Another issue the metro droogs care about is natural produce. Inner city droogies buying direct from a farmer's market has become a significant income stream for many farmers based near the city. And city types think about where their food comes from: growing crops in the city is an expanding practice in many parts of the urban landscape. Selling direct to consumers without the involvement of the big two retail chains is another way that farmers can cut through and reach the urban consumer.

It's true that agriculture is a high-tech industry but unless people living in metro areas think about these things in a positive way there is little that farmers can do to counter the stuffy image that they possess in the minds of the city folk, who see rural Australia as right-wing, pro-monarchy, agrarian-socialist (always asking for the government to do things for them), and a bit quaint. Like butter dishes and crochet hooks. The rural press does farmers no favours by lambasting anything progressive like a carbon tax: those inner city types are responsible for the Greens holding the balance of power in the Senate. It's pointless to let yourself to be seen as holding back the tide of natural social progress toward a more sustainable future when you are perfectly placed to contribute in a very meaningful way in the project of ensuring the future safety of the planet.

This is how urban folk think. And stewardship is a great way for farmers to engage with that urban constituency. It's a population full of intelligent, hard-working Australians eager to make a difference, strike out on an exciting journey toward a better future, and save humanity. Everyone has grandiose dreams when they're young. It's better to harness those dreams rather than pander to fear of change at any cost.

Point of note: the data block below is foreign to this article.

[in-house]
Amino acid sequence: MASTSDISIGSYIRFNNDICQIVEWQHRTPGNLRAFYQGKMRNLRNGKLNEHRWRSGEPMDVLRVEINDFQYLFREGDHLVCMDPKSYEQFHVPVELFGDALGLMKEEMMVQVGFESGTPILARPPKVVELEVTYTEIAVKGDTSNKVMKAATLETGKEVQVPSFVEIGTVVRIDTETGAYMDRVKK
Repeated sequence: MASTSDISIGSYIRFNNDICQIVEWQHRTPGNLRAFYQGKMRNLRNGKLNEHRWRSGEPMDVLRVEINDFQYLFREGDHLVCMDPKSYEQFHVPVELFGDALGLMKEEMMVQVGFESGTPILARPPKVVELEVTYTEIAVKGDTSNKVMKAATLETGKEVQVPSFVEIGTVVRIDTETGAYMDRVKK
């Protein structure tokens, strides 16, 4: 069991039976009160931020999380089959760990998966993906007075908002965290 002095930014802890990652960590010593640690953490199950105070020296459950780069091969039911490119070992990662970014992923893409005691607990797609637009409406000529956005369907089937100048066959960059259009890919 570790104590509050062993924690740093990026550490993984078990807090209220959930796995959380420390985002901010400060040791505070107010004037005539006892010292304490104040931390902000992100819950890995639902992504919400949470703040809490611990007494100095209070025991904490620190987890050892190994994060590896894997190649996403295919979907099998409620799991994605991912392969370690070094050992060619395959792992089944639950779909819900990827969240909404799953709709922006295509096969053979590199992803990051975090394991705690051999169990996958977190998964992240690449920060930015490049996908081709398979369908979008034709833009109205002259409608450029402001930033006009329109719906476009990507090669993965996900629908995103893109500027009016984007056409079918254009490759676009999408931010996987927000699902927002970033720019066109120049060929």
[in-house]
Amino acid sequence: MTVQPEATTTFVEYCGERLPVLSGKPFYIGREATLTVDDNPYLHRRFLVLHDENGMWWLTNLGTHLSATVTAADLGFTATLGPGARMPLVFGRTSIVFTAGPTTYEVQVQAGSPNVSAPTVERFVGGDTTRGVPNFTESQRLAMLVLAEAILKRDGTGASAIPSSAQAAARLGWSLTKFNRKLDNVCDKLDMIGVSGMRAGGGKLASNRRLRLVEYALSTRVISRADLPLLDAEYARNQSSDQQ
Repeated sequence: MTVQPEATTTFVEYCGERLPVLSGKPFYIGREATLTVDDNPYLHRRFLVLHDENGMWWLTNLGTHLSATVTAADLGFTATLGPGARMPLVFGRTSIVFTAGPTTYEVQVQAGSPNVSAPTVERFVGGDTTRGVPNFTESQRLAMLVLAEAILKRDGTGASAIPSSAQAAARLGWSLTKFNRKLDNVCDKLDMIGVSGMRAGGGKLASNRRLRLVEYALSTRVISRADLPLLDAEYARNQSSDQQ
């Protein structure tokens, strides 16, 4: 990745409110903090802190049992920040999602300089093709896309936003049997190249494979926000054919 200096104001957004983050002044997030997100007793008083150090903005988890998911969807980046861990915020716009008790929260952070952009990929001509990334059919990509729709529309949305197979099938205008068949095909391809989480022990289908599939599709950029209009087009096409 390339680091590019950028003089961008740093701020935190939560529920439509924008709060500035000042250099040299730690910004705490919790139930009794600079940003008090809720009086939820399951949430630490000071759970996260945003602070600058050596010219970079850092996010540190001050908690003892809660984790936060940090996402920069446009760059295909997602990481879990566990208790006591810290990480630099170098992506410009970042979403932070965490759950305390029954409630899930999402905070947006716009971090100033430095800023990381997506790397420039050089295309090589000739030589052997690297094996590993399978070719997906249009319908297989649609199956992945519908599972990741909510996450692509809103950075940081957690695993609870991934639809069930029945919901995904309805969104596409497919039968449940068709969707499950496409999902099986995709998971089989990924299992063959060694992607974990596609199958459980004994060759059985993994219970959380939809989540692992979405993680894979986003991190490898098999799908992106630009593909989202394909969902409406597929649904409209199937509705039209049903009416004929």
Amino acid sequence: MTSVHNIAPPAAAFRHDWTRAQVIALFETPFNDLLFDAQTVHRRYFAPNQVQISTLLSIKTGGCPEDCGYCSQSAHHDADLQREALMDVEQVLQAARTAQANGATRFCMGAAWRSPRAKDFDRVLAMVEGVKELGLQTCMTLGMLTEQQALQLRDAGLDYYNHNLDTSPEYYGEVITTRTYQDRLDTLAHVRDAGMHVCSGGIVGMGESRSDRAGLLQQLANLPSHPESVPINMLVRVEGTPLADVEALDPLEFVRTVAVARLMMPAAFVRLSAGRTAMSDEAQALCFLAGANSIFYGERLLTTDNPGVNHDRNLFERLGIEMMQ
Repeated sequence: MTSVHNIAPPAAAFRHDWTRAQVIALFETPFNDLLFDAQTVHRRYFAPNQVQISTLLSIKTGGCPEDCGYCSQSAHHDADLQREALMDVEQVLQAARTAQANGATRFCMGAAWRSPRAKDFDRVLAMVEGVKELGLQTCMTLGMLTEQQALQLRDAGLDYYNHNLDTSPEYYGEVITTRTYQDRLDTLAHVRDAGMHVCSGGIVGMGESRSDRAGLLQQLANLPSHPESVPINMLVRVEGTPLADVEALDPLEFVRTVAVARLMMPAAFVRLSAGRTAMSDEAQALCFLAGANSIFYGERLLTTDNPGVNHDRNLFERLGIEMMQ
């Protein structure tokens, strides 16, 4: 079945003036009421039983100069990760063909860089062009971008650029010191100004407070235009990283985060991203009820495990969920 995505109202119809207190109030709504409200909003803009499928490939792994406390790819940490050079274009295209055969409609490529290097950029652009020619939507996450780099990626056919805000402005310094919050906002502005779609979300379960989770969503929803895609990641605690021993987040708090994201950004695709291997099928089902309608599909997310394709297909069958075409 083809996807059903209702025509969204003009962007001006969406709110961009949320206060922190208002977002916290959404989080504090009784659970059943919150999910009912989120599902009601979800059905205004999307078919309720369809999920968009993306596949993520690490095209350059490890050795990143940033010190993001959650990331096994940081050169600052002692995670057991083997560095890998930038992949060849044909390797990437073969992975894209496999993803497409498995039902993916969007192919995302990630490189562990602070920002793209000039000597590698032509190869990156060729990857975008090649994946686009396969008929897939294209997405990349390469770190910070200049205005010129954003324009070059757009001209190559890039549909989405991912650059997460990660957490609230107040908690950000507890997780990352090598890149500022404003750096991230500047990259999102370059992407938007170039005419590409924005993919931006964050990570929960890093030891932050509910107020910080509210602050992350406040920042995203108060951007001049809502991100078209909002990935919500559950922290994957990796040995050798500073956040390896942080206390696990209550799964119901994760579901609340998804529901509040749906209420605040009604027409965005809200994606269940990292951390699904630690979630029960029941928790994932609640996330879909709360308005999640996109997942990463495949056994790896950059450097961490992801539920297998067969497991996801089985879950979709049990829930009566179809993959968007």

1 comment:

Sharon said...

Totes agree!

Food and "sustainability" - and a big FU to corporate food - is where the urban and rural meet.

Urban people who love food (and there are a LOT of us) want to know more about our produce and champion the people behind it. When rural people share their work and care we take notice; we can, after all, TASTE the difference. By buying from markets or local retailers, we are in effect, reducing the power of the duopoly. Also eating more healthily, as we cook fresh wholefood.

For the "sustainability" thing, it is leadership by (I call them) future farmers that lights urban dwellers' eyes. "Regenerative" agriculture as one agchatoz-er noted, is also attractive to young farmers.

Joel Salatin talked to a full house in Surry Hills. Surry Hills! It ticks the boxes of latte sipping, bike riding and green voting!

So I reckon it's where there are blurry lines already - areas that shows promise - is where they should pay attention.

FoodConnect, Milkwood, regen ag, farmers' markets, community gardens, SAKG, urban beekeeping, urban farms etc etc.

As Al noted, social media plays a role too, as the Internet bridges the space divide. Check out the blog from
- they take us on their farming journey, the highs and the lows.

And with Twitter, you don't see issues as black or white or farmers as a homogenous group when you're sharing their lives daily through their tweets.

So yeah, I reckon the most promising areas to bridge the divide is where there are *already* sparks. We just need to fuel the flames.